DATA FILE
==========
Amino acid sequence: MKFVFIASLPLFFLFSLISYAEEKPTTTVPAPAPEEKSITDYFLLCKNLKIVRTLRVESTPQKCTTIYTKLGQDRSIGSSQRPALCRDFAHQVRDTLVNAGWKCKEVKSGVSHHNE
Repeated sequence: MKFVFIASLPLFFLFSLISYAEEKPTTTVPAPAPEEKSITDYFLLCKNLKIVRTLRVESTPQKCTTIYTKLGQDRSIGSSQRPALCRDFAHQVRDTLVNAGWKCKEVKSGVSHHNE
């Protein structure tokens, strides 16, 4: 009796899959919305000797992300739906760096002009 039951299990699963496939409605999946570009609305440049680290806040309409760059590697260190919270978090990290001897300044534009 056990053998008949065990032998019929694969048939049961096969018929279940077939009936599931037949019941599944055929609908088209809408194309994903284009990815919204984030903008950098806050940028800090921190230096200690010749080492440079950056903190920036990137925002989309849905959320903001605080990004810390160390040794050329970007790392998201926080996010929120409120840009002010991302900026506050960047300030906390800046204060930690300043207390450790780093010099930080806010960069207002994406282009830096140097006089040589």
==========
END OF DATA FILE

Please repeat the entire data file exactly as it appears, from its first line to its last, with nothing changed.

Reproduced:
Amino acid sequence: MKFVFIASLPLFFLFSLISYAEEKPTTTVPAPAPEEKSITDYFLLCKNLKIVRTLRVESTPQKCTTIYTKLGQDRSIGSSQRPALCRDFAHQVRDTLVNAGWKCKEVKSGVSHHNE
Repeated sequence: MKFVFIASLPLFFLFSLISYAEEKPTTTVPAPAPEEKSITDYFLLCKNLKIVRTLRVESTPQKCTTIYTKLGQDRSIGSSQRPALCRDFAHQVRDTLVNAGWKCKEVKSGVSHHNE
């Protein structure tokens, strides 16, 4: 009796899959919305000797992300739906760096002009 039951299990699963496939409605999946570009609305440049680290806040309409760059590697260190919270978090990290001897300044534009 056990053998008949065990032998019929694969048939049961096969018929279940077939009936599931037949019941599944055929609908088209809408194309994903284009990815919204984030903008950098806050940028800090921190230096200690010749080492440079950056903190920036990137925002989309849905959320903001605080990004810390160390040794050329970007790392998201926080996010929120409120840009002010991302900026506050960047300030906390800046204060930690300043207390450790780093010099930080806010960069207002994406282009830096140097006089040589």